All photos and text by Justin Roberson (@BauceSauce)
As a Southerner, I am no stranger to fried food—chicken, potatoes, macaroni, etc. I’ve eaten it all. In fact, there was a nine-year stretch from seventh grade to junior year of college where I did not consume a single baked/broiled/steamed vegetable. If an item wasn’t nestled inside a flaky womb of perfectly seasoned flour, then it didn’t occupy real estate on my plate. While assisting my grandmother in the kitchen when I was eight years old, I remember her telling me, “Whatever the recipe calls for add in another stick of butter.” Another. Stick. I sweat grits, and pregnant Southern women lactate buttermilk.
I say all this to say my arteries never stood a chance, but also as a means to explain that although I may not be an expert on the diverse and ever-shifting landscape of international cuisine, I am intimately familiar with Southern Homestyle Cooking. If eating an actual ton of it every fiscal quarter doesn’t attest to that fact, know that I was actually engaged to a chicken-fried chicken breast for 6 months, but she called it off after I lost my job and couldn’t afford the sawmill gravy she was so accustomed to being smothered with.
Southerners agree on most things, from gerrymandering to gun rights. However, a rift courses deep through the southeastern United States that is older and more violent than the Hatfield–McCoy feud. This rift pits brother versus brother, father against son, mother against great-uncle, and daughter against cousin.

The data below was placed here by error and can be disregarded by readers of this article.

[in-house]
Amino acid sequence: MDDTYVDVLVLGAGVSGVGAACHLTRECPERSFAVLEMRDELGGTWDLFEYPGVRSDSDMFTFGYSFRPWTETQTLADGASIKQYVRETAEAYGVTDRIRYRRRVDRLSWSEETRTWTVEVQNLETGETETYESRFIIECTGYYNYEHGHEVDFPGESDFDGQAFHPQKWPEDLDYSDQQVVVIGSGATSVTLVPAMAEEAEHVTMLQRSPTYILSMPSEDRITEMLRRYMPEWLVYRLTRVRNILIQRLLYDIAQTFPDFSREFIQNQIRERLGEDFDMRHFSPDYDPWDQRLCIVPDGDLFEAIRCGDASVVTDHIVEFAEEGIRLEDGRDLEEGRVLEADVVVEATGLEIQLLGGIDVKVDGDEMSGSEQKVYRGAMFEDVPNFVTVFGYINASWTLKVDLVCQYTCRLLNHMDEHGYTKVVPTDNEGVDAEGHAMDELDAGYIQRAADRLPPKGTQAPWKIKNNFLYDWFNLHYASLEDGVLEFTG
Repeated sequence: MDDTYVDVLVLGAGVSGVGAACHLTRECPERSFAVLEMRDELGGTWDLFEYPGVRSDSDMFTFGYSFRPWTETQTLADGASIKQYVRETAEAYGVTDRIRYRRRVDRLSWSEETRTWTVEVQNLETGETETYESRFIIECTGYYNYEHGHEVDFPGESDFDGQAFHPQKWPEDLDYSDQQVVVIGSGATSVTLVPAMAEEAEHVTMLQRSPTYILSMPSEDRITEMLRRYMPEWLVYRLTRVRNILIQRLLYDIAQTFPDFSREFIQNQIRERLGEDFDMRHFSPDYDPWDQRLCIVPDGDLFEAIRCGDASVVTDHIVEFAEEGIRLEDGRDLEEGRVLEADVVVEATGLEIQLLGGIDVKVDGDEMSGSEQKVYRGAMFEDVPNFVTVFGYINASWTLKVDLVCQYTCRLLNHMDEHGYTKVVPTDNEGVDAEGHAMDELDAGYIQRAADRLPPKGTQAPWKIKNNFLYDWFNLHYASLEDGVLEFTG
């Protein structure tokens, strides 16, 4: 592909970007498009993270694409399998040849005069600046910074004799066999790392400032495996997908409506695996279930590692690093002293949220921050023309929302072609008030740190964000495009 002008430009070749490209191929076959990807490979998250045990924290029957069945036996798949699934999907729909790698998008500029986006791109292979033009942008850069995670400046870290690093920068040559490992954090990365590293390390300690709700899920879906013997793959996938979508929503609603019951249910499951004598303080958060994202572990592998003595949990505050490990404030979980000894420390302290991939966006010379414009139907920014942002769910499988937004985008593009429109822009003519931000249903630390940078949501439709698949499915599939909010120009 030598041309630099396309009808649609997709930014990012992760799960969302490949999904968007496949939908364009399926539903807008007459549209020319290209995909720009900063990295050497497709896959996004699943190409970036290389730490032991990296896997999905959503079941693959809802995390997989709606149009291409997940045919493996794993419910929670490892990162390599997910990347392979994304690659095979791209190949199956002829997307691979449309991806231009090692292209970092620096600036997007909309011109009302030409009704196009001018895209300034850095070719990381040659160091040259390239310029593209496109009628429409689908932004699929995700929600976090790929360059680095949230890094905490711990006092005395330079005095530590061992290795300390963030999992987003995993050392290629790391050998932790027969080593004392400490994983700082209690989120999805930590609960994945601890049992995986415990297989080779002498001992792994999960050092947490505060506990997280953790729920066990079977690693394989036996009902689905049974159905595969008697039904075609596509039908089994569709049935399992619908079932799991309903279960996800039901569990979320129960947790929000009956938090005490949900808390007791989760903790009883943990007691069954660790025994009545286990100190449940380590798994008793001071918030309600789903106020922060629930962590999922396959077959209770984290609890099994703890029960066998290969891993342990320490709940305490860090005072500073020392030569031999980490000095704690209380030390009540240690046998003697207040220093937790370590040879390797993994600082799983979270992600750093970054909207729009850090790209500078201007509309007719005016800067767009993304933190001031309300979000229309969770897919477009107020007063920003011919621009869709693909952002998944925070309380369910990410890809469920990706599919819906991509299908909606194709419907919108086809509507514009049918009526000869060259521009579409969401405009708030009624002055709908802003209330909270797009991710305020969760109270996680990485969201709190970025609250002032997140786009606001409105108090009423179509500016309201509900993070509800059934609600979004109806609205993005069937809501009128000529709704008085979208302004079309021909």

I have seen lives ruined because of this debate.
Both restaurants have served Southerners for over 30 years—their dishes are staples of our diets, their signs indigenous to our town landscapes. Bojangles’ Famous Chicken ‘n Biscuits, affectionately known as Bojangles’, opened in 1977 in Charlotte, NC. The first Chick-fil-A opened in 1967 in Atlanta, GA. With such a long heritage, it’s easy to understand why each side has its own gaggle of die-hard fans.
Bojangles’ Cajun Filet Biscuit is inherently spicy. So, to combat any palette preferences, we chose Chick-fil-A’s Spicy Chicken Biscuit for the showdown. Since the heat from the CFA biscuit comes from the spice in the batter, and not sauce or marinade, they were closer equals. Let’s get this poultry in motion.